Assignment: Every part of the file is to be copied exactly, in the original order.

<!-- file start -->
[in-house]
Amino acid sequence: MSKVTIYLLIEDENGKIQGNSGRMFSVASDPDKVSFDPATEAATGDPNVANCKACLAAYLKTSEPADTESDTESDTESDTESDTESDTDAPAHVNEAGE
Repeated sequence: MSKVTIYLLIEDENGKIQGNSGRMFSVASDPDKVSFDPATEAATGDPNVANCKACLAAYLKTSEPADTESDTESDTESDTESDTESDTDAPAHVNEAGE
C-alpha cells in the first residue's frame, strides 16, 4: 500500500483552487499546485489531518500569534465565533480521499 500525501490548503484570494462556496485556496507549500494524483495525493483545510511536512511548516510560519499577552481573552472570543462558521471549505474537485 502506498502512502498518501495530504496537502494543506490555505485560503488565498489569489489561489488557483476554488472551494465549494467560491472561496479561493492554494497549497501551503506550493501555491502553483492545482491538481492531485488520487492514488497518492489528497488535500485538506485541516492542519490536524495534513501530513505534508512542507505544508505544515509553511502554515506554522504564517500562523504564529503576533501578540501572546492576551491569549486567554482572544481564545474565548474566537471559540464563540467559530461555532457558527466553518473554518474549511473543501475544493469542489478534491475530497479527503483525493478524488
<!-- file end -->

[in-house]
Amino acid sequence: MSKVTIYLLIEDENGKIQGNSGRMFSVASDPDKVSFDPATEAATGDPNVANCKACLAAYLKTSEPADTESDTESDTESDTESDTESDTDAPAHVNEAGE
Repeated sequence: MSKVTIYLLIEDENGKIQGNSGRMFSVASDPDKVSFDPATEAATGDPNVANCKACLAAYLKTSEPADTESDTESDTESDTESDTESDTDAPAHVNEAGE
C-alpha cells in the first residue's frame, strides 16, 4: 500500500483552487499546485489531518500569534465565533480521499 500525501490548503484570494462556496485556496507549500494524483495525493483545510511536512511548516510560519499577552481573552472570543462558521471549505474537485 502506498502512502498518501495530504496537502494543506490555505485560503488565498489569489489561489488557483476554488472551494465549494467560491472561496479561493492554494497549497501551503506550493501555491502553483492545482491538481492531485488520487492514488497518492489528497488535500485538506485541516492542519490536524495534513501530513505534508512542507505544508505544515509553511502554515506554522504564517500562523504564529503576533501578540501572546492576551491569549486567554482572544481564545474565548474566537471559540464563540467559530461555532457558527466553518473554518474549511473543501475544493469542489478534491475530497479527503483525493478524488